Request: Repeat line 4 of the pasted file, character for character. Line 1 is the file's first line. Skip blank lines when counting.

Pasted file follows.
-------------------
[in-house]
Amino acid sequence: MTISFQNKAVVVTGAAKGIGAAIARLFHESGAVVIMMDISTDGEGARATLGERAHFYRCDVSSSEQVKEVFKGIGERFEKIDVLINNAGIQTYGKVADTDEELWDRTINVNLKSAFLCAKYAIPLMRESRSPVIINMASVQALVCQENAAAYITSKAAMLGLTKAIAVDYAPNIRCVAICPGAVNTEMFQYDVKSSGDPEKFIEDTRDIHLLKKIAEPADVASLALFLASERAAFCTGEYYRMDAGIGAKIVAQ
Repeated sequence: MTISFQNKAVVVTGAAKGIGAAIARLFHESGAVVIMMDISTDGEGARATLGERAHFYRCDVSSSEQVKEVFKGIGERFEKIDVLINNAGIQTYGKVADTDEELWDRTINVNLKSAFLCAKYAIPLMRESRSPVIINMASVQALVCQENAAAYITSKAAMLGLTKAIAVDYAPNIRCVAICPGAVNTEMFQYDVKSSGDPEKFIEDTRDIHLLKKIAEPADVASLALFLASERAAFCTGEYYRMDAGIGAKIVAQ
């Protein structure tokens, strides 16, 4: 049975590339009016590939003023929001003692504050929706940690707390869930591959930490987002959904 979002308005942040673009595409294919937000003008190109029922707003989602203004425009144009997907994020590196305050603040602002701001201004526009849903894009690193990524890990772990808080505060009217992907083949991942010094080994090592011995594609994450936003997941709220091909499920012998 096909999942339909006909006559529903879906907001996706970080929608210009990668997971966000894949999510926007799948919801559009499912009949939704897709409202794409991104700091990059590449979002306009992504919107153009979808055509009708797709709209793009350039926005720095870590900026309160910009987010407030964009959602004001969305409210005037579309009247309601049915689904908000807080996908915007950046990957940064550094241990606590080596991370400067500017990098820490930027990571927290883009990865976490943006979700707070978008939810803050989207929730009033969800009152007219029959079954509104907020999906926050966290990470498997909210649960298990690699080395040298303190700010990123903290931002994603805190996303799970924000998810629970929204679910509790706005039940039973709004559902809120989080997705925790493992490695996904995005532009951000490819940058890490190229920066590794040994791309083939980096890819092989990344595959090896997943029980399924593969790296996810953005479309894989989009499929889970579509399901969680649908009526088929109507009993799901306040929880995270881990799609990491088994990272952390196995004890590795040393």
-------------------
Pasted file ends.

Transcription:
């Protein structure tokens, strides 16, 4: 049975590339009016590939003023929001003692504050929706940690707390869930591959930490987002959904 979002308005942040673009595409294919937000003008190109029922707003989602203004425009144009997907994020590196305050603040602002701001201004526009849903894009690193990524890990772990808080505060009217992907083949991942010094080994090592011995594609994450936003997941709220091909499920012998 096909999942339909006909006559529903879906907001996706970080929608210009990668997971966000894949999510926007799948919801559009499912009949939704897709409202794409991104700091990059590449979002306009992504919107153009979808055509009708797709709209793009350039926005720095870590900026309160910009987010407030964009959602004001969305409210005037579309009247309601049915689904908000807080996908915007950046990957940064550094241990606590080596991370400067500017990098820490930027990571927290883009990865976490943006979700707070978008939810803050989207929730009033969800009152007219029959079954509104907020999906926050966290990470498997909210649960298990690699080395040298303190700010990123903290931002994603805190996303799970924000998810629970929204679910509790706005039940039973709004559902809120989080997705925790493992490695996904995005532009951000490819940058890490190229920066590794040994791309083939980096890819092989990344595959090896997943029980399924593969790296996810953005479309894989989009499929889970579509399901969680649908009526088929109507009993799901306040929880995270881990799609990491088994990272952390196995004890590795040393």